The energy used to build a single smartphone is equal to the energy required to operate it for about a decade.
Rising temperatures have led to a variety of adverse environmental effects such as the melting of the polar regions, wildfires, droughts and rising sea levels. Manufacturing, transportation and tech corporations have been identified as the primary contributors to the global warming crisis.
Not much, however, is known about smartphones having a highly detrimental impact on the physical and social well-being of the planet.
Smartphones are typically discarded after an average of two years despite being operational. A McMaster University study found that 85-95 per cent of carbon emissions during this two-year period correspond to the manufacturing phase alone.
The energy used to build a single smartphone is equal to the energy required to operate it for about a decade. This alone makes smartphones the most damaging of information and communication technology (ICT) devices.
The iPhone 6s produced 57 per cent more carbon dioxide (CO2) than the iPhone 4s, with less than one per cent smartphones are recycled by Apple and other companies.
Gold mining for the tech industry is a major causes of deforestation and depletion of natural CO2 sinks in the Amazon. Vast quantities of water evaporate in Chile, Argentina and Bolivia, to obtain lithium for batteries that power smartphones.
Mercury and cyanide by-products further contaminate local water bodies. Discarded smartphones add to toxic e-wastes which then leach into the groundwater.
Greenpeace, a non-profit, estimated that the European Union would produce more than 12 million tonnes a year of electrical and electronic waste by 2020.
From 2007 to 2017, around 7.1 billion smartphones were manufactured. A majority of these smartphones are now past their two-year discard period and are now part of the growing global toxic e-waste.
It was estimated that about 900 TWh (1 TW=10^21 watts) of energy was used in 2014 alone to manufacture smartphones, according to a Greenpeace report. This was roughly equal to India’s entire energy consumption that year.
Over 60 per cent of sales happen to be replacements for smartphones that are discarded despite being operational in about 90 per cent of the cases. Frequent purchases of smartphones are partly driven by the deliberate non-repairability of these devices.
According to data released by the United Nations High Commissioner for Refugees, as of April 2021, the number of ‘climate refugees’ has reached 21.5 million.
The coastal area population at high risk of CO2 emissions has increased from 160 million to 260 million in the last three decades. As much as 90 per cent are from poor developing countries and small island states.
It is predicted that 17 per cent of Bangladesh will be submerged due to continuing rise in sea level by 2050, and around 20 million people living there will lose their homes, according to a recent report by World Economic Forum. Is India prepared for these refugees?
According to the report:
Manufacturers ought to measure their innovation, not by fewer millimetres and more megapixels, but by designing devices to last.
This philosophy of “use as long as you can and then find new uses” is particularly characteristic of the Indian mindset.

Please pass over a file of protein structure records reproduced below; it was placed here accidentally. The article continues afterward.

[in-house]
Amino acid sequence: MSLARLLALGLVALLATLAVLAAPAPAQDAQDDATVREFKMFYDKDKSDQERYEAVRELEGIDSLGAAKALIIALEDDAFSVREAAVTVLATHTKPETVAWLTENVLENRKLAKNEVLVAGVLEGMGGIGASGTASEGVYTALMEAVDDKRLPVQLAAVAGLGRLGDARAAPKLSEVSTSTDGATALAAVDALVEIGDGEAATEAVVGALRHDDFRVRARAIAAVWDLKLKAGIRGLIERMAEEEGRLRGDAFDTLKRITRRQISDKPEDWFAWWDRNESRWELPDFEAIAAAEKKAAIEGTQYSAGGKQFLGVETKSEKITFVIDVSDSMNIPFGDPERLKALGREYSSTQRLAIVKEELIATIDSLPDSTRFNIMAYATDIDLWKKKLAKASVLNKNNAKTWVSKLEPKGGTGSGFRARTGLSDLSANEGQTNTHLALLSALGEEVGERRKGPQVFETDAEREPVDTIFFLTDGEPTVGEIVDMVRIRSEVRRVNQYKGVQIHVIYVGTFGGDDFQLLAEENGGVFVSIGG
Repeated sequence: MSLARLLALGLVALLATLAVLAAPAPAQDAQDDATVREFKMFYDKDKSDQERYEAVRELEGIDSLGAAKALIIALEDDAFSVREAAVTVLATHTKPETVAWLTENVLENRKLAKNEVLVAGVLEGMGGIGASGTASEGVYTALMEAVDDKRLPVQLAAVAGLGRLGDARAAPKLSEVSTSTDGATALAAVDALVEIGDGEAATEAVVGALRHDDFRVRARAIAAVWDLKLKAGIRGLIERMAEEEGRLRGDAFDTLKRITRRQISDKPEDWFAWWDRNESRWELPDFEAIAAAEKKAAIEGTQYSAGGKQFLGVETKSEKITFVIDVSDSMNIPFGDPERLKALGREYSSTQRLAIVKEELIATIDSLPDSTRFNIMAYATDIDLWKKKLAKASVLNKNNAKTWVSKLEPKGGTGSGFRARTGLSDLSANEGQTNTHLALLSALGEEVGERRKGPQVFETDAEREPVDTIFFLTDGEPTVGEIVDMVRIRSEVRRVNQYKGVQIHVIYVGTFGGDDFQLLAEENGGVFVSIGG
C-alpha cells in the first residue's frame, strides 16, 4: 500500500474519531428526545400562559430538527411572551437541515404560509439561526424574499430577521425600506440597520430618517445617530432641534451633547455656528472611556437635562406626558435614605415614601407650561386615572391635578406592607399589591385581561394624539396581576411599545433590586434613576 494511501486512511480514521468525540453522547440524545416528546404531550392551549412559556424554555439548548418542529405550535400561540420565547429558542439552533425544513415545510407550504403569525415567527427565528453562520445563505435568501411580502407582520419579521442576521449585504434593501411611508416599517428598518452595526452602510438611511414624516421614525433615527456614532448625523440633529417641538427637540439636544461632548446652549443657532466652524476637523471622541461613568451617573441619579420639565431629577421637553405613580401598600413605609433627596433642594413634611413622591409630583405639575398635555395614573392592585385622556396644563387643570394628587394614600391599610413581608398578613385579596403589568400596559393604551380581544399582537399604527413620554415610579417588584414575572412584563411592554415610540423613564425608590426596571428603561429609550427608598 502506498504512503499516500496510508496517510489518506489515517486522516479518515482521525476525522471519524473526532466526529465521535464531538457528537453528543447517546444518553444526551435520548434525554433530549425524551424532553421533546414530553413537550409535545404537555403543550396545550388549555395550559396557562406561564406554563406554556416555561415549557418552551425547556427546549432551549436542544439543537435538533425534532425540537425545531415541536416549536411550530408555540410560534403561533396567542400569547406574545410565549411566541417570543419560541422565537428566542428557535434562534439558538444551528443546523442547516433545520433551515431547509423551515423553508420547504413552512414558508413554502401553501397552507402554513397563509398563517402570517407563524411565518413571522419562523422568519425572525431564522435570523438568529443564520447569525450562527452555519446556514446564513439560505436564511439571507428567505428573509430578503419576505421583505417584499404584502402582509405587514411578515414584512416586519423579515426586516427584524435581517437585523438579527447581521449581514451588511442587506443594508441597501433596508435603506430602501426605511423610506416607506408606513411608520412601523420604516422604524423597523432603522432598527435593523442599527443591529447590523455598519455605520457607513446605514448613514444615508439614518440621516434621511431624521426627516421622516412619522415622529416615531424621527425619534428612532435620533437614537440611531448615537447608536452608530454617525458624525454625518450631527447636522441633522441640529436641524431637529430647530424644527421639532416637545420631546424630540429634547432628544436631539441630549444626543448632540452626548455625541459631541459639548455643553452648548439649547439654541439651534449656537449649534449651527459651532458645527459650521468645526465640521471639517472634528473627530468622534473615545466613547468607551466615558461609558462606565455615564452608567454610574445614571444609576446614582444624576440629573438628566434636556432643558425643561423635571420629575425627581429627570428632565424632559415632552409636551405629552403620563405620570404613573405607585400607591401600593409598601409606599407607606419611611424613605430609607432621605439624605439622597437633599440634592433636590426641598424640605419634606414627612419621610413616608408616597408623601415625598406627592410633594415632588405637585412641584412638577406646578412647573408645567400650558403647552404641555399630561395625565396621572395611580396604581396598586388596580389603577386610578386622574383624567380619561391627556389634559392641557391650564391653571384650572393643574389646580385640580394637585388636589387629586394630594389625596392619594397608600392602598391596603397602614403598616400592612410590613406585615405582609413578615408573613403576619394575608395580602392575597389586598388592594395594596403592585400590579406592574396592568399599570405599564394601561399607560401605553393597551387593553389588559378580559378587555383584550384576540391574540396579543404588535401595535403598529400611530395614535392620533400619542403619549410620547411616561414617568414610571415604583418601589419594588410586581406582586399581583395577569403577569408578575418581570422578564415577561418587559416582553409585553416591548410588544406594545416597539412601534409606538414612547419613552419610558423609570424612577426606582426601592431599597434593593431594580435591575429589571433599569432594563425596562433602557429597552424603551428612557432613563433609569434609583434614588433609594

However, rather than promoting this sustainable way of life among the consumption-oriented West, India appears to be increasingly leaning towards the western “buy more” style of living.
A study by the University of Leeds, UK, found significant inequalities in energy consumption patterns within and between countries.
Approximately, 20 per cent of citizens in the United Kingdom; 40 per cent of German citizens and 100 per cent of Luxembourg’s population belong to the top 5 per cent energy consumers. Only 2 per cent of China’s population and a tiny 0.02 per cent of the Indian population belongs to this category.
And yet, the environmental cost of unregulated consumption is likely to be borne not by the affluent West, but by the more frugal, developing countries.
Larry Page, co-founder of Google LLC, was recently in the news for acquiring citizenship of New Zealand, a nation reported to have the highest chances of survival in a societal apocalypse.
Still others have created safe havens around the world, some even looking at lunar and martian sanctuaries.
The real question is: Will resource-exhausting humans bring these off-world sites to the same sorry pass?
Views expressed by the author are personal and need not reflect or represent the views of Centre for Public Policy Research.
This article was first published in www.downtoearth.org.in
Dr Monika Krishan's academic background includes a Master’s in Electrical Engineering from the Indian Institute of Science, Bangalore, India and a Ph.D. in Cognitive Psychology from Rutgers University, New Jersey, USA. Her research interests include image processing, psychovisual perception of textures, perception of animacy, goal based inference, perception of uncertainty and invariance detection in visual and non-visual domains. Areas of study also include the impact of artificial intelligence devices on human cognition from the developmental stages of the human brain, through adulthood, all the way through the aging process, and the resulting impact on the socio-cognitive health of society. She has worked on several projects on the cognitive aspects of the use and misuse of technology in social and antisocial contexts at SERC, IISc as well as the development of interactive graphics for Magnetic Resonance Imaging systems at Siemens. She is a member of Ohio University’s Consortium for the Advancement of Cognitive Science. She has offered services at economically challenged schools and hospitals for a number of years and continues to be an active community volunteer in the field of education and mental health